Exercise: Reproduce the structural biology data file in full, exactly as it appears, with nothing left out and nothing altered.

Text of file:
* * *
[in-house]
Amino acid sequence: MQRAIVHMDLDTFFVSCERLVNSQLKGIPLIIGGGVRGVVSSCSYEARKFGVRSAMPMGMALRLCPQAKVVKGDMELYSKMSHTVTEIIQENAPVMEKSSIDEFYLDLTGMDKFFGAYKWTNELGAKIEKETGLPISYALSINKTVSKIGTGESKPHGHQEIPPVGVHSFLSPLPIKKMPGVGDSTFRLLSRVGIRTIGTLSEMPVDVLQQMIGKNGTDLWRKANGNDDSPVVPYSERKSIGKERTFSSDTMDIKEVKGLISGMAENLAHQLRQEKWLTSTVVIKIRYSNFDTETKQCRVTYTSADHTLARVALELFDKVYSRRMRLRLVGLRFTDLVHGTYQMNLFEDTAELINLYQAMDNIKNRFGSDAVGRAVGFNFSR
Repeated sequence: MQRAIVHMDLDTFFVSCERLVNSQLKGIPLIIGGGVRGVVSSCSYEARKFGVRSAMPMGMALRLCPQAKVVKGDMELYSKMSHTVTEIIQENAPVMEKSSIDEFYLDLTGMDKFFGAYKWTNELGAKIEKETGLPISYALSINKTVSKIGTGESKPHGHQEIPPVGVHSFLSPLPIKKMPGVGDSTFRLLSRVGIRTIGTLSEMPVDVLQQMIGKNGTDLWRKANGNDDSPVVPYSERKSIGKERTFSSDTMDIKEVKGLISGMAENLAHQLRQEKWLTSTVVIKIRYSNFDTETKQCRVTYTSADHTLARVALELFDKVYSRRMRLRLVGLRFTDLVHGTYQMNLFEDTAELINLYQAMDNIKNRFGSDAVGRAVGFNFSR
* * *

[in-house]
Amino acid sequence: MQRAIVHMDLDTFFVSCERLVNSQLKGIPLIIGGGVRGVVSSCSYEARKFGVRSAMPMGMALRLCPQAKVVKGDMELYSKMSHTVTEIIQENAPVMEKSSIDEFYLDLTGMDKFFGAYKWTNELGAKIEKETGLPISYALSINKTVSKIGTGESKPHGHQEIPPVGVHSFLSPLPIKKMPGVGDSTFRLLSRVGIRTIGTLSEMPVDVLQQMIGKNGTDLWRKANGNDDSPVVPYSERKSIGKERTFSSDTMDIKEVKGLISGMAENLAHQLRQEKWLTSTVVIKIRYSNFDTETKQCRVTYTSADHTLARVALELFDKVYSRRMRLRLVGLRFTDLVHGTYQMNLFEDTAELINLYQAMDNIKNRFGSDAVGRAVGFNFSR
Repeated sequence: MQRAIVHMDLDTFFVSCERLVNSQLKGIPLIIGGGVRGVVSSCSYEARKFGVRSAMPMGMALRLCPQAKVVKGDMELYSKMSHTVTEIIQENAPVMEKSSIDEFYLDLTGMDKFFGAYKWTNELGAKIEKETGLPISYALSINKTVSKIGTGESKPHGHQEIPPVGVHSFLSPLPIKKMPGVGDSTFRLLSRVGIRTIGTLSEMPVDVLQQMIGKNGTDLWRKANGNDDSPVVPYSERKSIGKERTFSSDTMDIKEVKGLISGMAENLAHQLRQEKWLTSTVVIKIRYSNFDTETKQCRVTYTSADHTLARVALELFDKVYSRRMRLRLVGLRFTDLVHGTYQMNLFEDTAELINLYQAMDNIKNRFGSDAVGRAVGFNFSR